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'A true blessing': Venezuelan migrants in Georgia cheer about new status

Lautaro Grinspan, The Atlanta Journal-Constitution on

Published in News & Features

On his way to the southern border, Jose Ramos spent six days wading through the treacherous stretch of jungle that connects South and Central America, known as the Darien Gap.

Ramos left his hometown in Venezuela to escape poverty — he was earning the equivalent of $10 a month there. He was taken in at the U.S. border and allowed to enter the country to await a hearing. When he arrived in metro Atlanta in August 2022, Ramos was “willing to take on any job, because when you come to this country, you can’t be picky.”

Because he crossed the border illegally, Ramos lacks work authorization and has been relying on under-the-table restaurant jobs to support himself.

Soon, migrants like Ramos will be able to establish a stronger financial foothold in Georgia and across the country.

Last week, the Biden administration announced it is extending temporary legal status to all Venezuelans who arrived in the U.S. on or before July 31, making them eligible for work permits and protection from deportation.

Nearly 500,000 Venezuelan nationals are expected to be covered by the humanitarian relief known as Temporary Protected Status (TPS) – historically granted to immigrants who hail from crisis-riddled countries. The status will last for at least 18 months.


Over 7 million migrants and refugees have fled Venezuela in recent years to escape political repression and poverty.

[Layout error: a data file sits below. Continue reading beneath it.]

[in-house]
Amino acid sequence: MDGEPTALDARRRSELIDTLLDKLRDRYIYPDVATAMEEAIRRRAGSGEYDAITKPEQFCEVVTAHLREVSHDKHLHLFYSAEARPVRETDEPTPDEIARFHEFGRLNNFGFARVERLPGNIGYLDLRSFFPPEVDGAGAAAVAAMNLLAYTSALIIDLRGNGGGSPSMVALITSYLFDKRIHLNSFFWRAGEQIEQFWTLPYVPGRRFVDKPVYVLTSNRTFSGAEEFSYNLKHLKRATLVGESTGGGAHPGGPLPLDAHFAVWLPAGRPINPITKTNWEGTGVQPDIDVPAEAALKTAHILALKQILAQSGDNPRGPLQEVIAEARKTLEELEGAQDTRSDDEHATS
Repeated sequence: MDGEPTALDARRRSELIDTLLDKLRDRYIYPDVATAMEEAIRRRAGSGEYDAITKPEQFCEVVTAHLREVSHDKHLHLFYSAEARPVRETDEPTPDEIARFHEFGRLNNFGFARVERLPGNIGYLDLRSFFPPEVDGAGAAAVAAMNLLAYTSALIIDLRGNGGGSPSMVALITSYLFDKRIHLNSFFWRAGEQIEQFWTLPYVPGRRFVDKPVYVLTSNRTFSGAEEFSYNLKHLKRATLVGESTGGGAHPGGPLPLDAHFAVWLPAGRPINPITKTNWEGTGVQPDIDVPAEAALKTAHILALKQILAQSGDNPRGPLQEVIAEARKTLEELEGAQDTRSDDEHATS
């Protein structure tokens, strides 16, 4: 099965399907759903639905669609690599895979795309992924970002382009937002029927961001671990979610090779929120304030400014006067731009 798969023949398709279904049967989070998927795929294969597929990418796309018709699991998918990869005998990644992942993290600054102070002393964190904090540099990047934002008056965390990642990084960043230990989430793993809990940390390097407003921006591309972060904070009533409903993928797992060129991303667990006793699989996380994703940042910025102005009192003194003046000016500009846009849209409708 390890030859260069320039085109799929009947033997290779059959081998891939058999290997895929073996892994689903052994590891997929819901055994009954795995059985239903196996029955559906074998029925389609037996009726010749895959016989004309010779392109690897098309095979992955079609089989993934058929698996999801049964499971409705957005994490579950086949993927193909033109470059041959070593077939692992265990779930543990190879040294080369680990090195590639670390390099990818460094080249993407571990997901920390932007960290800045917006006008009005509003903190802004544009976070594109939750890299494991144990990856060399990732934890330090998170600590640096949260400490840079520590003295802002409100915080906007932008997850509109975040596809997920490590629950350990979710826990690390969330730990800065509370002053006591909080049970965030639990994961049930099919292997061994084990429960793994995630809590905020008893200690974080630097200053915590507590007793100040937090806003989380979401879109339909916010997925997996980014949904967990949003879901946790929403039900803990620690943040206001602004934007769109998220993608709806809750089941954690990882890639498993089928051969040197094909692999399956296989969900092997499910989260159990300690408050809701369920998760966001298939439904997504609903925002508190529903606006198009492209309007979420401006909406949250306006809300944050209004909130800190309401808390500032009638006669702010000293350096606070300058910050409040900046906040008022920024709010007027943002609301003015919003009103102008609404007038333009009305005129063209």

“I thank God that this country is opening doors for us. It’s a true blessing,” Ramos said. “I came to this country to contribute.”

The new TPS designation for Venezuelans came on the heels of calls from prominent Democrats in New York to make it easier for newly arrived migrants to work. Roughly 60,000 Venezuelans settled in New York and are straining local and state resources. Last year, Hispanic-serving organizations in Atlanta also reported a surge in Venezuelan arrivals to the metro area, but on a smaller scale.

Before last week’s TPS announcement, most Venezuelans who had managed to settle in the U.S. after unlawfully crossing the border sought to get on the path to achieving legal status by filing claims for asylum. Asylum seekers can apply for work permits, but there are long, mandatory waiting periods that draw the process out, keeping self-sufficiency out of reach for many.


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